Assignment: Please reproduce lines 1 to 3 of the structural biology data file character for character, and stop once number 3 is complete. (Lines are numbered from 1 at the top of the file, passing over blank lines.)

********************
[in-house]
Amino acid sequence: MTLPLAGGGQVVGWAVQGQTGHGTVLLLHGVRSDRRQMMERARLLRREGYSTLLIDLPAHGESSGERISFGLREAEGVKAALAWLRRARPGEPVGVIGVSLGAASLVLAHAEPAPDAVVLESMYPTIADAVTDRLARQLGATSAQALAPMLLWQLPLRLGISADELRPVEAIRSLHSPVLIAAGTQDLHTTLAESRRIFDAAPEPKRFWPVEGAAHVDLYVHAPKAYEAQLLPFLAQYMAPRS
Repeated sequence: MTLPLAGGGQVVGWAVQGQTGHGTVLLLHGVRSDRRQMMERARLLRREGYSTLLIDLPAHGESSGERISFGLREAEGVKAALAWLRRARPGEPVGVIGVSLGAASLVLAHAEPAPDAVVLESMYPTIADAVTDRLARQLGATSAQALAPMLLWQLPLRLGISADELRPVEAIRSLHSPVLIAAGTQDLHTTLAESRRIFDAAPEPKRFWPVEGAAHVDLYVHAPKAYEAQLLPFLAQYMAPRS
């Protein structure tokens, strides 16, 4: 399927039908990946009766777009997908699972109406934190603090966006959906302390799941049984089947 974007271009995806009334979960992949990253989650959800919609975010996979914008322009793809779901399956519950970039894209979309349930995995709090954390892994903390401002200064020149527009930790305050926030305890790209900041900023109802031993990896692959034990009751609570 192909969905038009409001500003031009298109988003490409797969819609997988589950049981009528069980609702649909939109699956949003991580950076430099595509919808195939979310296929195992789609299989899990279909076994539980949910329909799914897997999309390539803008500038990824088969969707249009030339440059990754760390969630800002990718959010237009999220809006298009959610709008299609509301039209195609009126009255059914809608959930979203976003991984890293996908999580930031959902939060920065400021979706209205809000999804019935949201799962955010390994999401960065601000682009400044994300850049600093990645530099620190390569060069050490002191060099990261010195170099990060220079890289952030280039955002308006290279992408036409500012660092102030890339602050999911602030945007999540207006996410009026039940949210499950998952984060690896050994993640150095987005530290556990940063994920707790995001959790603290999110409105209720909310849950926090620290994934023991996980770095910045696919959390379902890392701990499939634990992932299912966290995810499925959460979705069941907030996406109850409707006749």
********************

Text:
[in-house]
Amino acid sequence: MTLPLAGGGQVVGWAVQGQTGHGTVLLLHGVRSDRRQMMERARLLRREGYSTLLIDLPAHGESSGERISFGLREAEGVKAALAWLRRARPGEPVGVIGVSLGAASLVLAHAEPAPDAVVLESMYPTIADAVTDRLARQLGATSAQALAPMLLWQLPLRLGISADELRPVEAIRSLHSPVLIAAGTQDLHTTLAESRRIFDAAPEPKRFWPVEGAAHVDLYVHAPKAYEAQLLPFLAQYMAPRS
Repeated sequence: MTLPLAGGGQVVGWAVQGQTGHGTVLLLHGVRSDRRQMMERARLLRREGYSTLLIDLPAHGESSGERISFGLREAEGVKAALAWLRRARPGEPVGVIGVSLGAASLVLAHAEPAPDAVVLESMYPTIADAVTDRLARQLGATSAQALAPMLLWQLPLRLGISADELRPVEAIRSLHSPVLIAAGTQDLHTTLAESRRIFDAAPEPKRFWPVEGAAHVDLYVHAPKAYEAQLLPFLAQYMAPRS